A lot has been made in the media about the accelerated schedule of the Green New Deal–the sponsors of the Congressional resolution want us to get there in 12 years.
To us, what’s more interesting is the fusion of progressive economic and social goals with the environmental initiatives to get to zero emissions. And again, in the formative stages of all this, it’s easy to look at it as disconnected. We might even be permitted to speculate that a firm connection did not exist in the minds of the plan’s creators. But we think over the course of this blog’s existence that we will end up showing a very firm connection between the social, the economic and the environmental elements.
Progressives began labeling healthcare a human right about a decade or so before the Green New Deal. Old school opponents were quick to object–how can infrastructure and services painstakingly built up over centuries at great cost to companies and individuals be re-characterized as providing something (healthcare) that their customers (patients) all of a sudden have a right to?
But we, their current and future patients, certainly see the logic. Just as the Declaration of Independence’s ‘life, liberty and the pursuit of happiness’ are aspirations, not inalienable rights (we do still die, sadly, and pay taxes for the maintenance of prisons and spend a lot of money on anti-depressants), there is no reason not to add healthcare under the umbrella of things we want to be considered as among our rights. It is logical to expect a State and the services it provides to evolve along with changing conditions–Social Security and the GI Bill are not mentioned once in the Constitution. If Progressives are offering a New Deal, it is not only legitimate, it is completely natural to include the provision of healthcare as part of it.
As we move towards a watershed election in 2020, we are certain to hear two ‘facts’ hammered home by Democratic candidates–the first being that we spend twice as much per person on healthcare as other developed countries and the second being that our healthcare ‘outcomes’ are poorer than those same countries. There is much truth but more than a little misdirection in both statements. America indeed spends 18% of GDP on healthcare compared to between 6% and 10% for other rich countries, and American longevity, to take just one metric of health outcomes, averages a couple of years below those same countries. We spend more on healthcare and die younger than people do in France or Norway–something that seems to clash with how we view ourselves and our society.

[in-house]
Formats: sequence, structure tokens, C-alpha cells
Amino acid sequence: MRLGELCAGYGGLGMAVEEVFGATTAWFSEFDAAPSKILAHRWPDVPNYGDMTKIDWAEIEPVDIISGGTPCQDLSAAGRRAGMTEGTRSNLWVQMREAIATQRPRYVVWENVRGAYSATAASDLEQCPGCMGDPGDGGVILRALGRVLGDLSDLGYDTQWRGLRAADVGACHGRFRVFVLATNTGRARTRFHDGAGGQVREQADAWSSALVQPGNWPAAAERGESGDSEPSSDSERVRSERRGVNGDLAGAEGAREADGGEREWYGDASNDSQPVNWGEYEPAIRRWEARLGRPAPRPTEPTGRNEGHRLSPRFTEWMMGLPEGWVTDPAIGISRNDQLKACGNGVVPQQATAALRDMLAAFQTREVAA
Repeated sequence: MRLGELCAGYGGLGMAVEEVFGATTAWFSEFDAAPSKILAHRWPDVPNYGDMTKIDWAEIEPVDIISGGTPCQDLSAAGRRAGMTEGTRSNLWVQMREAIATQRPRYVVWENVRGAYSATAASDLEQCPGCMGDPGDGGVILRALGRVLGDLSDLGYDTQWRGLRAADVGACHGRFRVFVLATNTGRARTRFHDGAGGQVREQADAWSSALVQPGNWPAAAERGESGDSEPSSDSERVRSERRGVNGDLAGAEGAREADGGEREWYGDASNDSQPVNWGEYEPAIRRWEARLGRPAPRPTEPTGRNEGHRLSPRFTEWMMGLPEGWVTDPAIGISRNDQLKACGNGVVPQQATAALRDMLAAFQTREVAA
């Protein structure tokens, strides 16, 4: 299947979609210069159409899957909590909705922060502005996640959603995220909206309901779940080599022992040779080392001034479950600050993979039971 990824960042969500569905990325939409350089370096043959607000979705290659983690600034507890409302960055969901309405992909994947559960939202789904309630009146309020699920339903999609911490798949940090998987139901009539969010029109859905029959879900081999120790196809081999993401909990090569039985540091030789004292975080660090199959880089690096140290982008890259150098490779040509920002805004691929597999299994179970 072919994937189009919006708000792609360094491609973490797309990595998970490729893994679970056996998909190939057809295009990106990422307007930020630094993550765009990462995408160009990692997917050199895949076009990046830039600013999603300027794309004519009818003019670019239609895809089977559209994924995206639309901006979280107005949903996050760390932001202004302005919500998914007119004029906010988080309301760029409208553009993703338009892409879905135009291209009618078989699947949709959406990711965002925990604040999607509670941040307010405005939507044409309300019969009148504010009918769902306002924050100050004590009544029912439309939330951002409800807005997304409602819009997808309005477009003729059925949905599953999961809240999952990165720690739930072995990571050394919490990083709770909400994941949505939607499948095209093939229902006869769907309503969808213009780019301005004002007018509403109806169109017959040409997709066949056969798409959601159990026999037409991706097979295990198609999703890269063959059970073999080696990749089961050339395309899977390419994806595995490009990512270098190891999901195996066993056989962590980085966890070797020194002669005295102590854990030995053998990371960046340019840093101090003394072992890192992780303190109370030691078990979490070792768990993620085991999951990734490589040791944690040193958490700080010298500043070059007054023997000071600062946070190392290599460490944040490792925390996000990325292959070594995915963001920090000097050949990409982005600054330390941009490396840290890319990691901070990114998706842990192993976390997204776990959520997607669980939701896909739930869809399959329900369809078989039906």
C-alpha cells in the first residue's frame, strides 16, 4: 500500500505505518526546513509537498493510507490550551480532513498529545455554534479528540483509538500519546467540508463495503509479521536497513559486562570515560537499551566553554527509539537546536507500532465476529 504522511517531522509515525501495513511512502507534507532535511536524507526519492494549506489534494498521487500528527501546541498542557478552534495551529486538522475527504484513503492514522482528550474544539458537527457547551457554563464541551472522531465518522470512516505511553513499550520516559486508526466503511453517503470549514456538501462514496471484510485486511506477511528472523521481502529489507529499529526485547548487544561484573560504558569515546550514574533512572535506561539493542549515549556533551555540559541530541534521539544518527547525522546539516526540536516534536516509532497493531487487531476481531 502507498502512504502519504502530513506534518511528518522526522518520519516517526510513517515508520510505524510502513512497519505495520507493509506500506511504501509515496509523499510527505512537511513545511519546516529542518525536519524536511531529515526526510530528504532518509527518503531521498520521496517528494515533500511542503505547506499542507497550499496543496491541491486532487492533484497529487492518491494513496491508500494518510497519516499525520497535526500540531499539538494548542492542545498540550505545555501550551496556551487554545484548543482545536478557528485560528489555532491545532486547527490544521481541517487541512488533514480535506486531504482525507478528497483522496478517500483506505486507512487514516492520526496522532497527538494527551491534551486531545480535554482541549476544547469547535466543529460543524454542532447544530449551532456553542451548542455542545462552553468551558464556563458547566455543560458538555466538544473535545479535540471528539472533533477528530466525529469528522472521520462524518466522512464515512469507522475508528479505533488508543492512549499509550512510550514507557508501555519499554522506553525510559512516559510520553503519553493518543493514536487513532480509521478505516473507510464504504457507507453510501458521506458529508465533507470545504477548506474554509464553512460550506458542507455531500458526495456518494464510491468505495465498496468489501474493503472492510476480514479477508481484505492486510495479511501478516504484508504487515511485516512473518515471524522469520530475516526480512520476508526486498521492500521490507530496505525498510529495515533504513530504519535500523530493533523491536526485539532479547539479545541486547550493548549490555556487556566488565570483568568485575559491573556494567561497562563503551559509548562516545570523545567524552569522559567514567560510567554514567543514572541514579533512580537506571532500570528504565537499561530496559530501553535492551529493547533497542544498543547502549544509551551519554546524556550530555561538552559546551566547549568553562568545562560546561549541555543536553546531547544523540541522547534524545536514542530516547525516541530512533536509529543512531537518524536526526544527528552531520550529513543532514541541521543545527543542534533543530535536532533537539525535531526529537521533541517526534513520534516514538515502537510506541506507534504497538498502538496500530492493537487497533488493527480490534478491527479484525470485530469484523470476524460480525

Middle class and rich Americans do indeed spend a lot of money on healthcare, mostly through employer-provided insurance. But their health outcomes are just fine–just as good as Sweden and France. Poor Americans are hammered by healthcare costs they can’t afford and their health outcomes reflect the choices and sacrifices they are forced to make. Middle class and richer Americans live just as long as their European counterparts, no question about it.
America’s healthcare problem is largely one of economic inequality and cannot be solved unless it is recognized as such. Progressives don’t explicitly label the situation in those terms, but the solution Democrats are working towards–universal healthcare for all with costs paid for by taxes rather than insurance–is the only way to improve the healthcare quality and availability for about a third of Americans at the bottom of the income scale. Republicans allow this vagueness in terminology, probably because if it was explained more explicitly, their opposition to universal healthcare would clearly amount to ‘I’ve got mine, mate,’ much to their detriment at the polls.
We at this blog are skeptical that switching over to government provided or government financed healthcare will be cheap, or even significantly cheaper than what it replaces. We certainly are not good at cost containment on things like the military, and the new technologies employed to combat cancer, hospital infections and chronic ailments associated with ageing are going to be more expensive than anyone thinks. But without a switch to single provider of healthcare, those new technologies will be available only to the elite, something that America would have regarded as unpalatable for most of its history.
Progressives are promoting a New Deal because many in America are getting a bad deal. One place they are getting a bad deal is healthcare. Progressives argue that what we should expect from our State includes healthcare for all. History provides plenty of examples of States taking on additional burdens in response to the needs of their citizens.
Some may disagree with Progressives about the provision of healthcare. But there is no real reason not to include it in their overall proposal. In later posts we will discuss the impact of healthcare on the environment–it may surprise readers. But this post is certainly long enough as it is.
Tip of the Day: If you’re in the market for a new car, buy an electric or hybrid vehicle. As with planting trees, your purchase will not save the planet. But it won’t hurt it as much as alternative purchases and it will send a signal to manufacturers and politicians that greener is better. Eventually we will have to address the power plants that provide the electricity for your new, green car. But even if your battery is charged by electricity coming from a coal plant, the overall emissions are about half those coming from an internal combustion engine pushing your car down the road. About 30% of American emissions of greenhouse gases come from transportation. No real reason to add to that, plenty of good reasons to lower it.